The future will always be what we make of it. While “we” includes many “I”s past and present, and “it” contains infinite possibility, core fundamentals are evident. We can see the layers that have been built over time and predict those yet to come.
Weinberger (2011) shared five concepts as ideal to support the “networking of knowledge.” These were conceived as part of the information explosion, resulting from the Internet, and how best to provide adequate access to endless information. Important now, these concepts become increasingly critical as knowledge, systems, and people continue to evolve. For leaders today and in future to be successful, we must:
- Open up access – make available to everyone everything that is available.
- Provide the hooks for intelligence – help key knowledge to “filter forward.”
- Link everything – “show your work,” repeating a grade school math phrase.
- Leave no institutional knowledge behind – include the past in the present.
- Teach everyone – employ the Web, but also evaluate and embrace it.
Weinberger (2012) spoke of knowledge as linking together differences given knowledge lives now in the network versus in individuals. Greater danger exists at the same time. We enjoy today a much larger, louder echo chamber, preferring opinions that reaffirm our own, and a vaster network of affirmation is more dangerous. It becomes exclusionary (All Tech Considered, 2016). It creates “digital islands of isolation” (El-Bermawy, 2016).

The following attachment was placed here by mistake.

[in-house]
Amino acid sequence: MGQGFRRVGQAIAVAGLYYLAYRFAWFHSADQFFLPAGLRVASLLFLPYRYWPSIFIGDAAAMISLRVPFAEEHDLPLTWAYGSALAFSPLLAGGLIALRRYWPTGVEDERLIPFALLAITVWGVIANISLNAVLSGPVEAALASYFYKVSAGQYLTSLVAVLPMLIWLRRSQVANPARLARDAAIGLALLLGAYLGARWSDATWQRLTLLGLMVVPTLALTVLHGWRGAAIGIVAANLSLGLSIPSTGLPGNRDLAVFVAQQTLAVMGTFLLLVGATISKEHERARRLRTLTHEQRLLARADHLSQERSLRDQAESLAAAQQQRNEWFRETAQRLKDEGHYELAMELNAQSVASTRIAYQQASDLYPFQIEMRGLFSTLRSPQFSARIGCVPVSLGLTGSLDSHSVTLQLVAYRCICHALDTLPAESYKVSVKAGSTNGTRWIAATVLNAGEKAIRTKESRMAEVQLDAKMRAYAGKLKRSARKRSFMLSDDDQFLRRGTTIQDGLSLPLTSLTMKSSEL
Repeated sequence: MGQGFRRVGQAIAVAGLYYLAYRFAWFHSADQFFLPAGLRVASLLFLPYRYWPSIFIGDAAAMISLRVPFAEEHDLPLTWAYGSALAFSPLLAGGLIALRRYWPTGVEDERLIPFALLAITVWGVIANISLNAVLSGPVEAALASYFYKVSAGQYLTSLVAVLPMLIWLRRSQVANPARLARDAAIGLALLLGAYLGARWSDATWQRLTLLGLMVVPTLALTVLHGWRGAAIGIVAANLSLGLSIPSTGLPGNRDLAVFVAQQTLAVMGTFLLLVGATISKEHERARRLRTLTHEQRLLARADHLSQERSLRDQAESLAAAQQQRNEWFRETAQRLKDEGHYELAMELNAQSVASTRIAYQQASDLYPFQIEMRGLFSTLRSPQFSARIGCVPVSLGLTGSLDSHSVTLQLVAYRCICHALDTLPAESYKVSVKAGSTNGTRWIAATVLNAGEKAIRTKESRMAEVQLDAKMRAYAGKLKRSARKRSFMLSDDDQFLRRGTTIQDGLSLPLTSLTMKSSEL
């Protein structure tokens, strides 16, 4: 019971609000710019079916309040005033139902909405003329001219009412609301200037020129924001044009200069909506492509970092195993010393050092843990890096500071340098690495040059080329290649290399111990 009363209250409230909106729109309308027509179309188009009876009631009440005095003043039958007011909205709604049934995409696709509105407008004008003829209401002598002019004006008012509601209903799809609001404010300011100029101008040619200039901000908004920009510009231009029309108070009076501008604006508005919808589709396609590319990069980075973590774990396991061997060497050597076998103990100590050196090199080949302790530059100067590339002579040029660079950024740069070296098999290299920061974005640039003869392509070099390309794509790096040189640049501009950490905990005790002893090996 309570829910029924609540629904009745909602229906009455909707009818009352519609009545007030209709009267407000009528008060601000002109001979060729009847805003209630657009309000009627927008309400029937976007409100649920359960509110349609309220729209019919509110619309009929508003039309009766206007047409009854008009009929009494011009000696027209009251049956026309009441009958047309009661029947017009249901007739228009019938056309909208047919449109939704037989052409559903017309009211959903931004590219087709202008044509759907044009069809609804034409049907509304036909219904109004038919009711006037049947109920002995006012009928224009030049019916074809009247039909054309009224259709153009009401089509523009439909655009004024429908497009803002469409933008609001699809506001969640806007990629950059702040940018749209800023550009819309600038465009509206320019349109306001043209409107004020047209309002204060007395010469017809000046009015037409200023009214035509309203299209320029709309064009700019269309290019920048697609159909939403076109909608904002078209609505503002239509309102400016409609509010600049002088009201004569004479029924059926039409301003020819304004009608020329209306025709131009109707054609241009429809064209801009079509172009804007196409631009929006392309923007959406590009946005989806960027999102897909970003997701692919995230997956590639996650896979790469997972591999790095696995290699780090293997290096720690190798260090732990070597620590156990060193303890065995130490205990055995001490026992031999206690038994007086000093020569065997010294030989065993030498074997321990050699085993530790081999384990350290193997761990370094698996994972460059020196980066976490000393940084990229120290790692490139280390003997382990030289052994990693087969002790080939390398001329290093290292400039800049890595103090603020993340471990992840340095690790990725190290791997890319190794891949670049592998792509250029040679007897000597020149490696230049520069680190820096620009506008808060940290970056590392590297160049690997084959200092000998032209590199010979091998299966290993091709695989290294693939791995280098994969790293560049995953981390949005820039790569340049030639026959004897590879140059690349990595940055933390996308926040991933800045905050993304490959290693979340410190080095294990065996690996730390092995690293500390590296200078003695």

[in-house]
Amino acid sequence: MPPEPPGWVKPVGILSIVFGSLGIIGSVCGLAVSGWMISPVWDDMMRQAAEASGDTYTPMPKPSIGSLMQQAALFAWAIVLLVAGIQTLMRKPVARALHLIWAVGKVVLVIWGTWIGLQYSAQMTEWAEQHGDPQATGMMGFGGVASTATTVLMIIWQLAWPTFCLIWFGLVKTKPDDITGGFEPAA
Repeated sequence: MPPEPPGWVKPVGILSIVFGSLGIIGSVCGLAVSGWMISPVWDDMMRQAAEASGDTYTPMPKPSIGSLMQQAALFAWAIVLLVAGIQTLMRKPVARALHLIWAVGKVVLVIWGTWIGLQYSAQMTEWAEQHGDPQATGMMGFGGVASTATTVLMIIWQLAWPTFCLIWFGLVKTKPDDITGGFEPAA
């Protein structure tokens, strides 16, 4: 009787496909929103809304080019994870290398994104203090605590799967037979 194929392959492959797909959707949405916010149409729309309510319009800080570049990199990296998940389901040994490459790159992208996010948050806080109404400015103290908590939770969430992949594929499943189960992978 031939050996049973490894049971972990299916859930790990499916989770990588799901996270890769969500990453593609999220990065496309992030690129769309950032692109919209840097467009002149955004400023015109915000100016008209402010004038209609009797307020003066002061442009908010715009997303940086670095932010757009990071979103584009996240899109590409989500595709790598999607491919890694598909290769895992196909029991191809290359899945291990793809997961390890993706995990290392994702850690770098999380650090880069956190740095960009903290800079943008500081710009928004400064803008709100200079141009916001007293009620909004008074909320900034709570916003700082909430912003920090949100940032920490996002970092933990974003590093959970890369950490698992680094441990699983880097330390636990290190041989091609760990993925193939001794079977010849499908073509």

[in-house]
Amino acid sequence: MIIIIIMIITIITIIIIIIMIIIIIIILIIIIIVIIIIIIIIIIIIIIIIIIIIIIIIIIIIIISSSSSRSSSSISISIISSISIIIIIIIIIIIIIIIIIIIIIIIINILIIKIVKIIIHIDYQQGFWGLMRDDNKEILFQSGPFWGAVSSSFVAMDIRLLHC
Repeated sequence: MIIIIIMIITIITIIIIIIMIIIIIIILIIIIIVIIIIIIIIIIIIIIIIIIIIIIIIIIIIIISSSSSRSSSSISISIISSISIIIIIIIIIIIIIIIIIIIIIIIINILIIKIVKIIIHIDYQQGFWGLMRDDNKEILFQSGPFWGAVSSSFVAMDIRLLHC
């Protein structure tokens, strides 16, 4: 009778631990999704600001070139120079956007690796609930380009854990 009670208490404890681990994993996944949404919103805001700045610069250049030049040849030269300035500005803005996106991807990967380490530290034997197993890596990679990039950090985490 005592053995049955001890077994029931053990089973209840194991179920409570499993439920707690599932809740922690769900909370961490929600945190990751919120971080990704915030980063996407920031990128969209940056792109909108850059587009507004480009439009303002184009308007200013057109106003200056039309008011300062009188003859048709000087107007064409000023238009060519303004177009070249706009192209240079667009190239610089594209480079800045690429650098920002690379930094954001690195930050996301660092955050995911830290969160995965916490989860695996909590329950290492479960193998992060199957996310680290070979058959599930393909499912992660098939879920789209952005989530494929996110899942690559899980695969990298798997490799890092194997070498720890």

As a communicator, Weinberger’s (2012) linkage of knowledge to storytelling gives me my own affirmation and caution. The author stated that “knowledge is beholden to its beginning,” which includes language, culture, history, and family. Stories can teach us about those beginnings. What we “know” depends on where we started, and storytellers have a choice and “moral duty” to spread knowledge in the selection of a beginning. If, for example, a tale begins from the assumption that every princess needs a prince, a certain race is inferior, or individuals have outlived their usefulness at a specific age, we expect and therefore see that trope echo in media coverage and society. This is because “the world matters equally but differently to different people” (Weinberger, 2012). Stories have the power to marginalize the thoughts and feelings of those excluded from or misrepresented in said stories, thereby perverting knowledge. Alternatively, stories may include multiple beginnings and perspectives to enhance and extend the universal body of knowledge.
Echoing the importance of the beginning, Kelly (2016) outlined we may steer specifics by embracing larger trends. As “cognification” occurs, whereby everything becomes increasingly smarter, intelligence moves from a single dimension of noise to a multidimensional symphony or harmony. To extend Kelly’s (2016) musical analogy regarding the role different types of intelligences may play, so also does varietal leadership have a part now and in moving forward. It is not just many types of intelligence, or skills, that matter, but the way those are employed by different leaders.